By Caitlin Whittemore

I’ve always felt that education has the power to transform communities. When people come together under a common cause – to educate themselves – it builds bridges and forges important connections.
I’ve known this to be true my entire life, but I got to see it firsthand because of a teaching experience I had with Masa Israel Teaching Fellows.
I was always interested in Israel, and I wanted to find a way to combine my love of Israel with my love of teaching. I’d gone to Israel once with my family and another time with a religious studies program in college for a month, and I had hoped to go back again one
day. MITF presented me with the perfect opportunity to experience Israel again while living out my passion for education.
In 2014, I traveled to Ramla to teach students in sixth through eighth grade. Though the Israeli city is primarily Jewish, there is also a significant Arab population. Before arriving in Israel, I heard about the complexities of Jewish-Arab relations there. While some
challenges did arise, overall, the children had the same goal: To learn as much as they could and exist alongside one another, despite differences in their backgrounds.
It was exactly because I saw these socio-economic and religious disparities in Israel that were very similar to those in the United States that I became further inspired to continue volunteering in Israel and advocating for more access to equity in educational systems there.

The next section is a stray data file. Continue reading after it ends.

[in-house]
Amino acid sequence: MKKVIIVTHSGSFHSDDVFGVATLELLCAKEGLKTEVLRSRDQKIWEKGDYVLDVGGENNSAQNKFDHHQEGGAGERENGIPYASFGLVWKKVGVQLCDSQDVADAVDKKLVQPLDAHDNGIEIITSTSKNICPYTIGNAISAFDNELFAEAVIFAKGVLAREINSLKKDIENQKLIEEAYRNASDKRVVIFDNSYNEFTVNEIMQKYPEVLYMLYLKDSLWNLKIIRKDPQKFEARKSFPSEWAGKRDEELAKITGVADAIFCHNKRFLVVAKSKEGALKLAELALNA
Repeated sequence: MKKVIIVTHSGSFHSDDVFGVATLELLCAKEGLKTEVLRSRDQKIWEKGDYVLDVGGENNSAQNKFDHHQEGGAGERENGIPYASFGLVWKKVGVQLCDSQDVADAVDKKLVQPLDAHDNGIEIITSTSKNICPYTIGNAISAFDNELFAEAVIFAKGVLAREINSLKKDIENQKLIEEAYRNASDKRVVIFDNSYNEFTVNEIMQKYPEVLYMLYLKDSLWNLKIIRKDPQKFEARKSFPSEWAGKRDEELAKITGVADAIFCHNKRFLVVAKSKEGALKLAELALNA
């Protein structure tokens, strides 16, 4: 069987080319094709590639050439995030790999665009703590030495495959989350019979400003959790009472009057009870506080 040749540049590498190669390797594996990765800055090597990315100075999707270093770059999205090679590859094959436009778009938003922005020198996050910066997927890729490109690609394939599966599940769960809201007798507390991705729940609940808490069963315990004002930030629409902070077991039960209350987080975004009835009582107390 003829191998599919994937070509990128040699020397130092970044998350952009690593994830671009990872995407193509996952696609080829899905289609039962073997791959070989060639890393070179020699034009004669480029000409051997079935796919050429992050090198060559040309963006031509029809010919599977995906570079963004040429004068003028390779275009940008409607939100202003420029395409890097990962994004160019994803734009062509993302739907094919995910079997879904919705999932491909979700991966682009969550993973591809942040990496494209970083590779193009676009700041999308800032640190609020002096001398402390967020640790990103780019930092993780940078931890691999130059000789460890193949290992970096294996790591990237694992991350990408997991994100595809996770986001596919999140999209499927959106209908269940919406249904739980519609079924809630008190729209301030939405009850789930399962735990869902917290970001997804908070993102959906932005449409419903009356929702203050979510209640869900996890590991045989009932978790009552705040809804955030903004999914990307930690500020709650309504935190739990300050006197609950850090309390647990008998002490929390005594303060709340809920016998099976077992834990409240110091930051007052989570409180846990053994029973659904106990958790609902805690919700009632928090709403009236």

Not only did I have the chance to teach in Israel, I also learned. To ensure it would be easier to connect with the children, I spent time studying Hebrew in ulpan. That made dayto- day life in the classroom, and in the country, much easier. I was also exposed to even more diversity, since there were people of various backgrounds coming together to learn the language, as they, too, settled into the country.
While in Israel, I also sought more ways to give back to the community. I volunteered outside of the classroom twice: Once, when I painted the walls of Arab day school, and then when I spent a fulfilling few weeks volunteering in the IDF. Living on an IDF base
during Passover break was an incredibly empowering and humbling experience. I made friendships with people from all over the world who were there volunteering as well.
By the time I had finished my 10 months with MITF, I felt an even stronger love for Israel than I had previously. I witnessed the complexities and richness of the country. I saw how diverse groups can come together under the united goal of learning and existing side by side. It’s like any family: Despite the obstacles, at the end of the day, you have so much love for one another. While I experienced some challenges firsthand in my classroom, I truly believe that the work I, and other Masa Israel Teaching Fellows, accomplished helped
spread unity.
My experiences in Israel allowed me to have the career I have today in Education Policy and made me see how those disparities affect the U.S. and Israel, which are both countries I love. My Masa program listened to my experiences and those of my colleagues and
helped us all find the resources we needed to make the changes we wanted to see. Israel is my second home, and it is because of that love that I’m able to have a voice in trying to make it better for the people there who are not heard as loud as someone like me.
Caitlin Whittemore is a Masa alum of Masa Israel Teaching Fellows, a program of Israel Experience.
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